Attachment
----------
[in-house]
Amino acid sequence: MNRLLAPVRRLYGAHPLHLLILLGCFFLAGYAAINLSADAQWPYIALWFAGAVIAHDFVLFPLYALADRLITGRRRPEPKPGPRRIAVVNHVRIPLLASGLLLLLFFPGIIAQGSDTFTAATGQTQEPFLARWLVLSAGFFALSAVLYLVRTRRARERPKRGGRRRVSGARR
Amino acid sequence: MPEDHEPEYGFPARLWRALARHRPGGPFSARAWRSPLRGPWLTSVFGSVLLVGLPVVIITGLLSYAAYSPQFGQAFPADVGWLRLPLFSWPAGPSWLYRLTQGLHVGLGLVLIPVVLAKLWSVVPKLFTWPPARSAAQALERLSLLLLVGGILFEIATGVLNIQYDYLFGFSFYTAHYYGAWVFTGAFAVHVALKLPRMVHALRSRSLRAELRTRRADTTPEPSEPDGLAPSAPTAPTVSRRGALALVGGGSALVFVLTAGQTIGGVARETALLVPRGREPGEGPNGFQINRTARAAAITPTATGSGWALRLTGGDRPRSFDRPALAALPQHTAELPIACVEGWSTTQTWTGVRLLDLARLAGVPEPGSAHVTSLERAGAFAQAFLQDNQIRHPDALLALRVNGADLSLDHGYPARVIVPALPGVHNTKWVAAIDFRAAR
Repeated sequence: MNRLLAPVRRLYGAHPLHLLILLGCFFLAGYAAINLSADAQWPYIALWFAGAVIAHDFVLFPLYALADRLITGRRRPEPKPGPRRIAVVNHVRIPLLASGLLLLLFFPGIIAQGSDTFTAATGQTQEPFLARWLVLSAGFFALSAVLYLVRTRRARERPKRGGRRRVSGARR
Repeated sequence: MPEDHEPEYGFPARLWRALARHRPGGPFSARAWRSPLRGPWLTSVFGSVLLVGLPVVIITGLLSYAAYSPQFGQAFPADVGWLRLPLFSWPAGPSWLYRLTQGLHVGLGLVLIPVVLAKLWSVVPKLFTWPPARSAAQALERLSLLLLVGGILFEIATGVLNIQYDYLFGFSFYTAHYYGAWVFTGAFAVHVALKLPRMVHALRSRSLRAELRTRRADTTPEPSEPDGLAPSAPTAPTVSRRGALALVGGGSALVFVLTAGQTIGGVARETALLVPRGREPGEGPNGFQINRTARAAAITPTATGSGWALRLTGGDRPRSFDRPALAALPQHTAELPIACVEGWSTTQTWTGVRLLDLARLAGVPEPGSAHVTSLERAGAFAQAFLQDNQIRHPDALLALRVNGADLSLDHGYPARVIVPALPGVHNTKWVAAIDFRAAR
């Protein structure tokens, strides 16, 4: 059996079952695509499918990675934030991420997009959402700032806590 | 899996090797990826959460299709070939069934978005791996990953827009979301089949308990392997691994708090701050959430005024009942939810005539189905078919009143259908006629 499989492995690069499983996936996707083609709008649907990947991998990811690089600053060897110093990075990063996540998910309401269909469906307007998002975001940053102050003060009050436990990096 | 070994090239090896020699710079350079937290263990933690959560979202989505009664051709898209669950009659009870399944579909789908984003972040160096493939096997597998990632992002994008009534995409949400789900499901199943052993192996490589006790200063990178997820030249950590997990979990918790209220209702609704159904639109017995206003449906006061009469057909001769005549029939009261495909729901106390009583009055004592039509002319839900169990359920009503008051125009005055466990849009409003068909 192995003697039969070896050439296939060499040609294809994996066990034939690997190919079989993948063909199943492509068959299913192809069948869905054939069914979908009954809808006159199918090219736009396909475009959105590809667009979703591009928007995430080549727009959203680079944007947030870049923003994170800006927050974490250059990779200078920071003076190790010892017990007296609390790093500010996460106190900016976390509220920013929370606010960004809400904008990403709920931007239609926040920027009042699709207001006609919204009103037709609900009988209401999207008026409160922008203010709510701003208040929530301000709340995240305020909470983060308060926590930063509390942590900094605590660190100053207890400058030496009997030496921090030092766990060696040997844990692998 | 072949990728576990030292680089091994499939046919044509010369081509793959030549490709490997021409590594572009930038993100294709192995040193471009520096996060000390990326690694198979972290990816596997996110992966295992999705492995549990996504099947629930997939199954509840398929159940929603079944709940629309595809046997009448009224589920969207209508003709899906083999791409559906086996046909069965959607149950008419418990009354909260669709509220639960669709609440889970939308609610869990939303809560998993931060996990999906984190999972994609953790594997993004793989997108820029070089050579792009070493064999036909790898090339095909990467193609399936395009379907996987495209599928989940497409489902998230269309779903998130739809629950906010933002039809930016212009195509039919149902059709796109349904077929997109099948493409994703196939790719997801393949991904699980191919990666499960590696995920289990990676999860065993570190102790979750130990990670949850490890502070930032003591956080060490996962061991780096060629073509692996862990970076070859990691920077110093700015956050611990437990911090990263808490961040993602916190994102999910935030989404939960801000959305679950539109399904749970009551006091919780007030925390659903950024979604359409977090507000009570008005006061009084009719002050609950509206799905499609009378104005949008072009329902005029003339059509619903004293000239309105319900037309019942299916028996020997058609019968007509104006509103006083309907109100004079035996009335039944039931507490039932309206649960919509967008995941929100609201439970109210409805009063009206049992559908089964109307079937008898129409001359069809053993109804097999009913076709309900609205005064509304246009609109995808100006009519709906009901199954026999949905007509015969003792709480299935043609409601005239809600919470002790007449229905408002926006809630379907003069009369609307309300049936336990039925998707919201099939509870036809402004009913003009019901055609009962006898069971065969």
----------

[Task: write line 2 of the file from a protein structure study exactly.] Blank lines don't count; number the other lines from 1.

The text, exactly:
Amino acid sequence: MNRLLAPVRRLYGAHPLHLLILLGCFFLAGYAAINLSADAQWPYIALWFAGAVIAHDFVLFPLYALADRLITGRRRPEPKPGPRRIAVVNHVRIPLLASGLLLLLFFPGIIAQGSDTFTAATGQTQEPFLARWLVLSAGFFALSAVLYLVRTRRARERPKRGGRRRVSGARR